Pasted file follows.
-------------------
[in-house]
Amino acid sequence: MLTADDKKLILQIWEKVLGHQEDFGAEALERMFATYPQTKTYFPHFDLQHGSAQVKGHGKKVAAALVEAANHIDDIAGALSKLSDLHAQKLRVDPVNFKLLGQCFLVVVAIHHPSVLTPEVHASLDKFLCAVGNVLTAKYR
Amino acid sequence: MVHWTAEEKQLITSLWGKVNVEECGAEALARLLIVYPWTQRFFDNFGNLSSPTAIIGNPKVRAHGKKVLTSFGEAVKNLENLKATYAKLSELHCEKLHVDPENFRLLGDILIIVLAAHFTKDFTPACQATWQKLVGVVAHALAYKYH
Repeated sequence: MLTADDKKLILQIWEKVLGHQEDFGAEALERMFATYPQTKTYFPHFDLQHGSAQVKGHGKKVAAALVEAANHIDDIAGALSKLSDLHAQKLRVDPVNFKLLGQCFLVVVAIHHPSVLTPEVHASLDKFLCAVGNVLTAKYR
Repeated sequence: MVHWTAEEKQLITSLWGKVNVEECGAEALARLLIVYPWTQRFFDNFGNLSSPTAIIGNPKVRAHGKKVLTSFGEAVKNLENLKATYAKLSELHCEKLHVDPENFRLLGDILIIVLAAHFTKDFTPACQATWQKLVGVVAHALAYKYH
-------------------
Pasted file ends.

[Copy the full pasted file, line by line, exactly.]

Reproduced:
[in-house]
Amino acid sequence: MLTADDKKLILQIWEKVLGHQEDFGAEALERMFATYPQTKTYFPHFDLQHGSAQVKGHGKKVAAALVEAANHIDDIAGALSKLSDLHAQKLRVDPVNFKLLGQCFLVVVAIHHPSVLTPEVHASLDKFLCAVGNVLTAKYR
Amino acid sequence: MVHWTAEEKQLITSLWGKVNVEECGAEALARLLIVYPWTQRFFDNFGNLSSPTAIIGNPKVRAHGKKVLTSFGEAVKNLENLKATYAKLSELHCEKLHVDPENFRLLGDILIIVLAAHFTKDFTPACQATWQKLVGVVAHALAYKYH
Repeated sequence: MLTADDKKLILQIWEKVLGHQEDFGAEALERMFATYPQTKTYFPHFDLQHGSAQVKGHGKKVAAALVEAANHIDDIAGALSKLSDLHAQKLRVDPVNFKLLGQCFLVVVAIHHPSVLTPEVHASLDKFLCAVGNVLTAKYR
Repeated sequence: MVHWTAEEKQLITSLWGKVNVEECGAEALARLLIVYPWTQRFFDNFGNLSSPTAIIGNPKVRAHGKKVLTSFGEAVKNLENLKATYAKLSELHCEKLHVDPENFRLLGDILIIVLAAHFTKDFTPACQATWQKLVGVVAHALAYKYH